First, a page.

Part Two: Tips for Not Just Surviving but Succeeding at Art ShowsFree Shipping on all orders above $1,300
Welcome back to part two of our discussion on tip for succeeding as a merchant at an art show. Read part one of our tips here.
- Stay positive, smile, and try to retain a sense of humor. This can be especially difficult when dealing with those dreaded remarks: “Did ya make this?”; “You must have a really good camera”; “Why is it so expensive?”; et cetera. Bring a high stool so you can sit from time to time, eat before the show, and stave off any afternoon “hangry” feelings by staying hydrated and fueled (but try not to eat in your booth).
- Accept credit cards. Square seems to be the most popular, but Quickbooks’ Point of Sale and PayPal’s Here are two other options. You may be able to sustain your business on cash, but you’re certainly taking a risk with checks and may be losing out on some big purchases if you can’t accept a debit or credit card. It’s not only about customer convenience but also about a whole host of tools for you. You can e-mail receipts complete with your company logo, track sales, and rest assured with on-site approvals. The cost upfront is often minimal because many devices and apps are free in return for the merchant fees.
- A good canopy is key. O.K., O.K., we are a little partial here, but hear us out: This isn’t all about getting you into a SHOWOFF Canopy. Many may turn to the offerings at the big-box retailers, but professionals want to look at the sturdier brands. Renting may seem appealing but can be nearly expensive as buying over multiple weekends. From there, you will need walls to hang your works. The carpet-covered walls may be very professional, but canvas and Velcro walls roll up for easy transportation.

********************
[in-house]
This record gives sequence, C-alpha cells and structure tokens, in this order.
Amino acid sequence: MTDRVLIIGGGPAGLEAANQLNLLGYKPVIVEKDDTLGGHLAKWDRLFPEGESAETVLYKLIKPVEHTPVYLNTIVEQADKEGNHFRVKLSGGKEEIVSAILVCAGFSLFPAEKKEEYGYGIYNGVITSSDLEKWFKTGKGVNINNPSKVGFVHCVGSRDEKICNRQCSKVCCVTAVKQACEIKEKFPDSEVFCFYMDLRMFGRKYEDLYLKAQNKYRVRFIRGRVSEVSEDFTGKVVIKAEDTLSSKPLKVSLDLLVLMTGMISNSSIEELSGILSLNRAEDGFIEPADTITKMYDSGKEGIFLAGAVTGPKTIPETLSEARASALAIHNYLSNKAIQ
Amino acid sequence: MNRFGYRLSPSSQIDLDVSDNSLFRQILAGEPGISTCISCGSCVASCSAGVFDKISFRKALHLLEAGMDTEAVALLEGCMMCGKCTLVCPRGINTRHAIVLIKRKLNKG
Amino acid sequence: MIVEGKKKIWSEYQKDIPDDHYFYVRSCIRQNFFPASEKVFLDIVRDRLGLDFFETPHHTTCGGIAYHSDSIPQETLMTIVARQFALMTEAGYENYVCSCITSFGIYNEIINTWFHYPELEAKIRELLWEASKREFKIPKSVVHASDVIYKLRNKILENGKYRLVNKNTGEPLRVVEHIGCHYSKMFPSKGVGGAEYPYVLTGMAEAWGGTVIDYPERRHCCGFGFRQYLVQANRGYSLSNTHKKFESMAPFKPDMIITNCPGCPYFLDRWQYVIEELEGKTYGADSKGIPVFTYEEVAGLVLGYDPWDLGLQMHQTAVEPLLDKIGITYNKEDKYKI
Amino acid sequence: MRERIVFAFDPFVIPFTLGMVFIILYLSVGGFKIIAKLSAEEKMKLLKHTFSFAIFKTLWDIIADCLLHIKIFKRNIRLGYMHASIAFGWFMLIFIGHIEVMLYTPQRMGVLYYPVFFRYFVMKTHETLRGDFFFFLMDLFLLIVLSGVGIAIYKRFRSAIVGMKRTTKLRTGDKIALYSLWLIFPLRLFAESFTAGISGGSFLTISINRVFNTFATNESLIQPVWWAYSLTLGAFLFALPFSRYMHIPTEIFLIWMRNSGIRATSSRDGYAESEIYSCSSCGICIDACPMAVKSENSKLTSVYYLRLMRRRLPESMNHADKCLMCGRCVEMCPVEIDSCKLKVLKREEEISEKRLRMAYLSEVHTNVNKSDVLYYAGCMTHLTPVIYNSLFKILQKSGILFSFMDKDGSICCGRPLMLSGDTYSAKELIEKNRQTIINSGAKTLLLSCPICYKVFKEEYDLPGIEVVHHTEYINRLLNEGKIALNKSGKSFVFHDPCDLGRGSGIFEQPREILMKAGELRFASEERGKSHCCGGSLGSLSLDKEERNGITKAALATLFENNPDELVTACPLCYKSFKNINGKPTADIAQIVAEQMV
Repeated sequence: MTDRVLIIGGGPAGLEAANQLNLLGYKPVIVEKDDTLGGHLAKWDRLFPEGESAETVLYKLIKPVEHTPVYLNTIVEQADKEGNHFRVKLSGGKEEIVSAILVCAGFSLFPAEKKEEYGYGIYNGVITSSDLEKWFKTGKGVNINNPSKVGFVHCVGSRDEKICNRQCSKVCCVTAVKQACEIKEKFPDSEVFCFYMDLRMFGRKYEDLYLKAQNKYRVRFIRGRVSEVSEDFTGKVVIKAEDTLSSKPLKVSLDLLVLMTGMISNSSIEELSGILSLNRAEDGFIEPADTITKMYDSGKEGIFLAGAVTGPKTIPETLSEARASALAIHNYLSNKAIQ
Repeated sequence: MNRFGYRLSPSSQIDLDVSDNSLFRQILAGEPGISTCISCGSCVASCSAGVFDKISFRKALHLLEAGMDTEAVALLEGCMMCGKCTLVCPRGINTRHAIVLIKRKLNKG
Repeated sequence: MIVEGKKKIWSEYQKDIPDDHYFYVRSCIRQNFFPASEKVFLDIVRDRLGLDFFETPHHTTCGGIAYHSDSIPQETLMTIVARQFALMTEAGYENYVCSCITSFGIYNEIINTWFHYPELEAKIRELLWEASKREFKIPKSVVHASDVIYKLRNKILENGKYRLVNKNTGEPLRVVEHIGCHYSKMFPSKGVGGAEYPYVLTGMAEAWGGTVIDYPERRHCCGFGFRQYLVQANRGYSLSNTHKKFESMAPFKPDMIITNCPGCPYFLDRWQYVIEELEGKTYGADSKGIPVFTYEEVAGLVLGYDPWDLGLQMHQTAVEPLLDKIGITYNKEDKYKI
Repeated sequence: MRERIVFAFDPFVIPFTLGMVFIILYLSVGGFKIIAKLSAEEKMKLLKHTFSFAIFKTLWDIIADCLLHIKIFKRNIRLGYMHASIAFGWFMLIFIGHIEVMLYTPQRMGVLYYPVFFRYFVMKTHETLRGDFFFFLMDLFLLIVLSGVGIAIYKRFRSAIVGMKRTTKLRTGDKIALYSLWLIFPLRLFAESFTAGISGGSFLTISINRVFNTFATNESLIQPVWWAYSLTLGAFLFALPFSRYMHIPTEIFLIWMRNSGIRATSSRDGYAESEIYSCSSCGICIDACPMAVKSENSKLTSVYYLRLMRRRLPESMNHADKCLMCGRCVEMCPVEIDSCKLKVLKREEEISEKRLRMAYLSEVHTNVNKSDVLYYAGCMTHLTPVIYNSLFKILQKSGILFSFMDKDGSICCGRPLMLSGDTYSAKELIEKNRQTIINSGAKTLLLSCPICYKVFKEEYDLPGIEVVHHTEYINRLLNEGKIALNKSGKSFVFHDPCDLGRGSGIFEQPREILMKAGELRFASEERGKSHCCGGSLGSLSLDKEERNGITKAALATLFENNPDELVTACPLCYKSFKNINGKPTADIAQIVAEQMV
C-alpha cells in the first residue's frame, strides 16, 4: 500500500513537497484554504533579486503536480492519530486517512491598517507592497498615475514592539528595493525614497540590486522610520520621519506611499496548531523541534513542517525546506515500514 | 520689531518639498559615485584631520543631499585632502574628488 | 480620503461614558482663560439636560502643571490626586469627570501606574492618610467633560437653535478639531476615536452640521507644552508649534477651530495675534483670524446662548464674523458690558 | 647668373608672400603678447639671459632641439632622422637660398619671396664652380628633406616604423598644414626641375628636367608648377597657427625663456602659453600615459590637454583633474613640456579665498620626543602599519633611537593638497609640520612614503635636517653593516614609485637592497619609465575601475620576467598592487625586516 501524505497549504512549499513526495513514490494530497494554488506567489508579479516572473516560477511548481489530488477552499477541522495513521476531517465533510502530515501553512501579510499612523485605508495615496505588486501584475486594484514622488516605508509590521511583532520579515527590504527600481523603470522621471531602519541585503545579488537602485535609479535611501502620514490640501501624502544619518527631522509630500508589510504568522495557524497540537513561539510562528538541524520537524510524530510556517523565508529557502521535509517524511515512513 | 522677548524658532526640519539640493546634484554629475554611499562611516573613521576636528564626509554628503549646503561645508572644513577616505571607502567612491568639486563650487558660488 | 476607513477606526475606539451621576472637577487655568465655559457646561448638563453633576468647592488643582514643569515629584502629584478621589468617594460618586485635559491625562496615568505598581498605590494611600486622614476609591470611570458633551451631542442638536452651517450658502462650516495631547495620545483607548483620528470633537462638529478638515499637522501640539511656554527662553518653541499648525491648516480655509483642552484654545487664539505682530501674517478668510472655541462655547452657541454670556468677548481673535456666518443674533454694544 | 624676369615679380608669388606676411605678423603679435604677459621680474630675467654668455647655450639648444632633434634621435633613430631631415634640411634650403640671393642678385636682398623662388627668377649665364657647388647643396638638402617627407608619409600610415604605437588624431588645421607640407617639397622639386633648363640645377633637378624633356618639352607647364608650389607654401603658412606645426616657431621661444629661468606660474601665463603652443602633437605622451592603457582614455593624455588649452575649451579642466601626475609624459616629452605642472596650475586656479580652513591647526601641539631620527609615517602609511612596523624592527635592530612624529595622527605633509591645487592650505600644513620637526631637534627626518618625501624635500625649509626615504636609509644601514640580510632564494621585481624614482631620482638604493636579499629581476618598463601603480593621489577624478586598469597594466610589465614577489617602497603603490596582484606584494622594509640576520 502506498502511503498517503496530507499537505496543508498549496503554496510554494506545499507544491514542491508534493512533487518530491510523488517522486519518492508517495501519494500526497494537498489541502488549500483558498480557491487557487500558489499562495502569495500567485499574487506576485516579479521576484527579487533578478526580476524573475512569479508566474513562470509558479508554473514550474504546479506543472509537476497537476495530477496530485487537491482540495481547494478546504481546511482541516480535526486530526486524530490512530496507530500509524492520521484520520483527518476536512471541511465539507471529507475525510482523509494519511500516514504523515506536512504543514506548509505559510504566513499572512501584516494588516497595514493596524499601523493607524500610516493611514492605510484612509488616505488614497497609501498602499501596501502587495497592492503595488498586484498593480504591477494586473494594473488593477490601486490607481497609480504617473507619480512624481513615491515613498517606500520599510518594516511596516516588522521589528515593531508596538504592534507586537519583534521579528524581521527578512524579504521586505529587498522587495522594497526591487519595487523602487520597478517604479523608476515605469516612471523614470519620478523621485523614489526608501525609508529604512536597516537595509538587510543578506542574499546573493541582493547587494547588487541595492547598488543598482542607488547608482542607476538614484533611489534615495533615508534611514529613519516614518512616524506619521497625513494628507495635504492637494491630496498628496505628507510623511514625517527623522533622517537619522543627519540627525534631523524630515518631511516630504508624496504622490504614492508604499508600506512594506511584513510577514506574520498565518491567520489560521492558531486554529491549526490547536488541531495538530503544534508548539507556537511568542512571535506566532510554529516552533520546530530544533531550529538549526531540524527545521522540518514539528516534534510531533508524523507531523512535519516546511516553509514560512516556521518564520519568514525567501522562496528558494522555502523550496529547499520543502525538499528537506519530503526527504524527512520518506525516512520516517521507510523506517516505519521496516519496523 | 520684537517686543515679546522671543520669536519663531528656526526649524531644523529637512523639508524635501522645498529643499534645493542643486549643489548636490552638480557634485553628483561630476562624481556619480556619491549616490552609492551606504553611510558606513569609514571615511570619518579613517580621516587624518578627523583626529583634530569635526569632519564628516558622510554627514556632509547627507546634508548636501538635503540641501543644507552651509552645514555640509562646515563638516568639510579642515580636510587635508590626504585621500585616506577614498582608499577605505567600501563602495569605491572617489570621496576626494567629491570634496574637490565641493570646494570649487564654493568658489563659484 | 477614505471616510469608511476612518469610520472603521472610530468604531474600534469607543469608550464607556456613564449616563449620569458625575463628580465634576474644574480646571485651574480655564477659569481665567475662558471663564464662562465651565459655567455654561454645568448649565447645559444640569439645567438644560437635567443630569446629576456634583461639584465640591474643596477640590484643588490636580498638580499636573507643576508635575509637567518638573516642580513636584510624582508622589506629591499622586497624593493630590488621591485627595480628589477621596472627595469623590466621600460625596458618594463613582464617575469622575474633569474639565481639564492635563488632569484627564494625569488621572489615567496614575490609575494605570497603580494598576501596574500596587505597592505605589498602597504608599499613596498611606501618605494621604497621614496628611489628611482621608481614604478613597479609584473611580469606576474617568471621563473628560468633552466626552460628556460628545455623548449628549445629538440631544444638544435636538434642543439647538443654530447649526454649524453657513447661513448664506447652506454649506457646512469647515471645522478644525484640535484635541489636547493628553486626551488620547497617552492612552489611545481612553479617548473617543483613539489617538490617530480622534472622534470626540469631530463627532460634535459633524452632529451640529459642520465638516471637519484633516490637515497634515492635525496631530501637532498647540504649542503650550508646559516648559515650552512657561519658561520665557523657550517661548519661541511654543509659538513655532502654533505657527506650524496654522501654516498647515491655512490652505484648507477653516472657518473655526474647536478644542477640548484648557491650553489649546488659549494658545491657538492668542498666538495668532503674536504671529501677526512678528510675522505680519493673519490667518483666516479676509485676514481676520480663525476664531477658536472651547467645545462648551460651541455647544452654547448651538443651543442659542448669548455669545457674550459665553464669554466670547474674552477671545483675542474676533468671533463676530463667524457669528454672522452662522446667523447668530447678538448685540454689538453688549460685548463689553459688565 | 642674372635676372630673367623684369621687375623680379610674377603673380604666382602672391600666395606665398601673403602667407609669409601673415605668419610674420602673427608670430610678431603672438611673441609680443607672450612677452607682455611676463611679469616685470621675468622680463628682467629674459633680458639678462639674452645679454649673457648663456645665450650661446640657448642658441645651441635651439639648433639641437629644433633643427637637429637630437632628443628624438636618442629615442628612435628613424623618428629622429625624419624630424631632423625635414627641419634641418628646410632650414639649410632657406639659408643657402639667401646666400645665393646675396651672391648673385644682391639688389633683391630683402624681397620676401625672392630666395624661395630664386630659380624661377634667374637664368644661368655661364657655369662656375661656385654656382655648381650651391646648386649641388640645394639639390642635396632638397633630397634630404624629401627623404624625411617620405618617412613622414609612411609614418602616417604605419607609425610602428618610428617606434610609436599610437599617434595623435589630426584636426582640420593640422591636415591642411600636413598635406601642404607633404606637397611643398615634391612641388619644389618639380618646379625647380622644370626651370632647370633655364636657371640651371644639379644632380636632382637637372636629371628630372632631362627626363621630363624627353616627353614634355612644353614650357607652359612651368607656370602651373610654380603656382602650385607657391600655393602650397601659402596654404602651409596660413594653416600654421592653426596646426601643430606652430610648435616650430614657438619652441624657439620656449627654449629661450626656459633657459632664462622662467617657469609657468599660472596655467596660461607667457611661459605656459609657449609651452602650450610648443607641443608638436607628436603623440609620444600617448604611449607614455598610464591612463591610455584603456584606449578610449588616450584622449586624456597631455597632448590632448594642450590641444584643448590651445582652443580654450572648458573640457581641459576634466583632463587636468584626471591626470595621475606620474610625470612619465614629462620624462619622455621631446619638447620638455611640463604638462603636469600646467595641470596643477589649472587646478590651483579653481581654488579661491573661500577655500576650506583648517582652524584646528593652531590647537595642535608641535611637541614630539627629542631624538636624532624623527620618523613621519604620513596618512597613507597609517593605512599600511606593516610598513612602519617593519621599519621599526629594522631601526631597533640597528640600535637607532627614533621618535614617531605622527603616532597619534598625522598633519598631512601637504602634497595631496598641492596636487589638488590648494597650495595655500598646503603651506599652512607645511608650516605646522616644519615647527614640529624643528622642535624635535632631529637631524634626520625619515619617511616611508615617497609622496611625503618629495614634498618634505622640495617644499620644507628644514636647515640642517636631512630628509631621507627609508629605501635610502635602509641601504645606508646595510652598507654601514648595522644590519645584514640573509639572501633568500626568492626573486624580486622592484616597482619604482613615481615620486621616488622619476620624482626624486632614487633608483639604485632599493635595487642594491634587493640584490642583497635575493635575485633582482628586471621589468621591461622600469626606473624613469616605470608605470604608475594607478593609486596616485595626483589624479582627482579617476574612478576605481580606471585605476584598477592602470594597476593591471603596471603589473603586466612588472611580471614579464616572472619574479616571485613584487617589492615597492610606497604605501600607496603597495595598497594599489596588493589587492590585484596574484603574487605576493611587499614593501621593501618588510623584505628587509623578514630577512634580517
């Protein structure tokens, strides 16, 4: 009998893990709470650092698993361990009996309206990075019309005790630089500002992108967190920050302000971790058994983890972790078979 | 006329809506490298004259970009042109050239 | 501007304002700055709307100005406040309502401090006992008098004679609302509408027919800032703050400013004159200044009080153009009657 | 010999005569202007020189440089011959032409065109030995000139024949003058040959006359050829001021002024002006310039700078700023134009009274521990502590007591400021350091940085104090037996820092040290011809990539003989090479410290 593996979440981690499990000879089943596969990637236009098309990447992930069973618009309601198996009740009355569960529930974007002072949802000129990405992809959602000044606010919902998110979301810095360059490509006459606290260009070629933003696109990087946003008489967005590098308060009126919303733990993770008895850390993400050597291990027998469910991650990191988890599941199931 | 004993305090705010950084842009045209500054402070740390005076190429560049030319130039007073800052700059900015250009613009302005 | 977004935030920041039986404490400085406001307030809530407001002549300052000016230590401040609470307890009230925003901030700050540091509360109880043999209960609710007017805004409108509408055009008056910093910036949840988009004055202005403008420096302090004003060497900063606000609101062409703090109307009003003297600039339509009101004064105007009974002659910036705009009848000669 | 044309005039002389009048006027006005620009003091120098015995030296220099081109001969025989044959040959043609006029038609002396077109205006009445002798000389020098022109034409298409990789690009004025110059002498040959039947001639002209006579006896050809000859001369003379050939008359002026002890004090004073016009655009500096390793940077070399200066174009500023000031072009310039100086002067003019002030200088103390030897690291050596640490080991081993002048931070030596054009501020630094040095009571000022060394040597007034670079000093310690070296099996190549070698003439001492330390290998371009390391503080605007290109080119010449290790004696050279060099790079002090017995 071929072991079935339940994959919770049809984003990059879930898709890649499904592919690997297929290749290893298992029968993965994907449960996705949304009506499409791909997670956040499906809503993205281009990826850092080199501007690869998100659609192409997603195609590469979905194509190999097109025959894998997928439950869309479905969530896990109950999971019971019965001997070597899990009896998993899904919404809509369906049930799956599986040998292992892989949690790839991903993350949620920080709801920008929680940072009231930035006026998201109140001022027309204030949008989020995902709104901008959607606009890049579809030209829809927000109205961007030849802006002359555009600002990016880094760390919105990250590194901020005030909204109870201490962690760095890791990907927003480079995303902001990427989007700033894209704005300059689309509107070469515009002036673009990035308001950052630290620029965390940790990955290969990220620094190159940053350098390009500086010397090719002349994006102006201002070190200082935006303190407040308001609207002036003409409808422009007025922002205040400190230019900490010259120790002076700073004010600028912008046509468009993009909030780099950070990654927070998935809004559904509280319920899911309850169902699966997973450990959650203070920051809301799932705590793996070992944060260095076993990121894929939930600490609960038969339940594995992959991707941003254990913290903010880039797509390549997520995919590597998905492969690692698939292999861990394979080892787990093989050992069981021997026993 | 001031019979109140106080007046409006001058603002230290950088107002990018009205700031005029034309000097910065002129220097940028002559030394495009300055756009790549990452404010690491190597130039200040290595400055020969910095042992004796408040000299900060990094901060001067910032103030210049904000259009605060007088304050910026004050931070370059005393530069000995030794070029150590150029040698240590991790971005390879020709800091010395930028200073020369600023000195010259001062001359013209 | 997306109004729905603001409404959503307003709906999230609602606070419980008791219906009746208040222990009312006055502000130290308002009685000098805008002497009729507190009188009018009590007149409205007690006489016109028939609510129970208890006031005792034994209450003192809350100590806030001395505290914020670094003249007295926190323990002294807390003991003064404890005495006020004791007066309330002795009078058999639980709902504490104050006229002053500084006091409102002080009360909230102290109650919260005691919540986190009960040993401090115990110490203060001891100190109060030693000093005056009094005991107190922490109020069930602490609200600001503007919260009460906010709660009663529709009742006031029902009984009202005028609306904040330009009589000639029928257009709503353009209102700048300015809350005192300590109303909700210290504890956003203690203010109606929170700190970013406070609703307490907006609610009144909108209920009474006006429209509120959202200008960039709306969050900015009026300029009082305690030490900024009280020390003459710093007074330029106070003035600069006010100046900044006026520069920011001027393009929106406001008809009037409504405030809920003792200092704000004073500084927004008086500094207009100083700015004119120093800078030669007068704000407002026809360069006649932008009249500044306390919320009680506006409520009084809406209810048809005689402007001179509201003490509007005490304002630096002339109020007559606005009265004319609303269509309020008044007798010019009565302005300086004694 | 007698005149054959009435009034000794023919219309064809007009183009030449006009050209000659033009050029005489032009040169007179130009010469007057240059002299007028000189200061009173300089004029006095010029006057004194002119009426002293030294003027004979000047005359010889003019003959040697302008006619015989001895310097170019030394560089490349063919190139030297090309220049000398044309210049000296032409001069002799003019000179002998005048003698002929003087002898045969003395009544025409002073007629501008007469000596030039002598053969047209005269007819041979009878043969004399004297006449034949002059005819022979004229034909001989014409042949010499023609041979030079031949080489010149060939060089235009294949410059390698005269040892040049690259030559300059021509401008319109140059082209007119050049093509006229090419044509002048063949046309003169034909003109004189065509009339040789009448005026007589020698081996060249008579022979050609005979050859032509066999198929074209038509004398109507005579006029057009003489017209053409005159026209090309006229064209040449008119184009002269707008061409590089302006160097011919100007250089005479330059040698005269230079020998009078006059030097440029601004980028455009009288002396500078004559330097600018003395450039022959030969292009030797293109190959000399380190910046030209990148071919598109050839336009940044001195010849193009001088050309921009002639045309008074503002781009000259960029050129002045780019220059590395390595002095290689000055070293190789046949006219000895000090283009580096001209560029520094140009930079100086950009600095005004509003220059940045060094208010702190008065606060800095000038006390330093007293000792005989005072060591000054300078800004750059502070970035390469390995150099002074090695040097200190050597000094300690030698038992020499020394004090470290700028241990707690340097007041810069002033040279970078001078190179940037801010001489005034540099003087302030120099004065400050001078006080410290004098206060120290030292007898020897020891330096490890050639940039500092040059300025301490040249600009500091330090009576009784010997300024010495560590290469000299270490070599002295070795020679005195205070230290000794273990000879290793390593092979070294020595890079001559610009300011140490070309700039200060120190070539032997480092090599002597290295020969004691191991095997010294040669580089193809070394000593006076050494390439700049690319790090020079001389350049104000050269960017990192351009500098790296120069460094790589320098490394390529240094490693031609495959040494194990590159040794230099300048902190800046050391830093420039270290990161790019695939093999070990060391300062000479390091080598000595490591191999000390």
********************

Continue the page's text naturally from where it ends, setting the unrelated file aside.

- Customers like a deal. Ask Kohl’s, or Publix (a southeastern supermarket chain), or eBay, Amazon, or Overstock. People love to at least believe they are getting a discounted price. You don’t have to be deceptive by adding a markup just to offer a new, lower price. You can also advertise discounts on multiple purchases or be ready to verbally offer a certain percentage off when you see a customer on the fence.
- Have a clear, easily readable price on all your items. This goes hand in hand with the tip above. Don’t lose a sale because your customer is too shy or thinks you’re too busy.
- Package like a pro. A professional presentation after the sale will go a long way as the customer continues to shop. Large clear plastic bags are a great way to obtain free advertisement of your work around the rest of the show.
Let us know if you agree or disagree with our tips or have some tips of your own in the comments below.
References and Further Readings:
How to Succeed at Art Shows and Festivals
Items Necessary at a show
How does a beginner get started?
So...how much stuff is too much stuff?
All a Newbie Needs to Know...And More.
Selling your art at art shows
A Newbie's Guide to Art Festival Booths (pdf)
Better Quality Display Canopy Comparisons
Where do you keep your cash & checks at the art fairs?
18 tips for a successful art show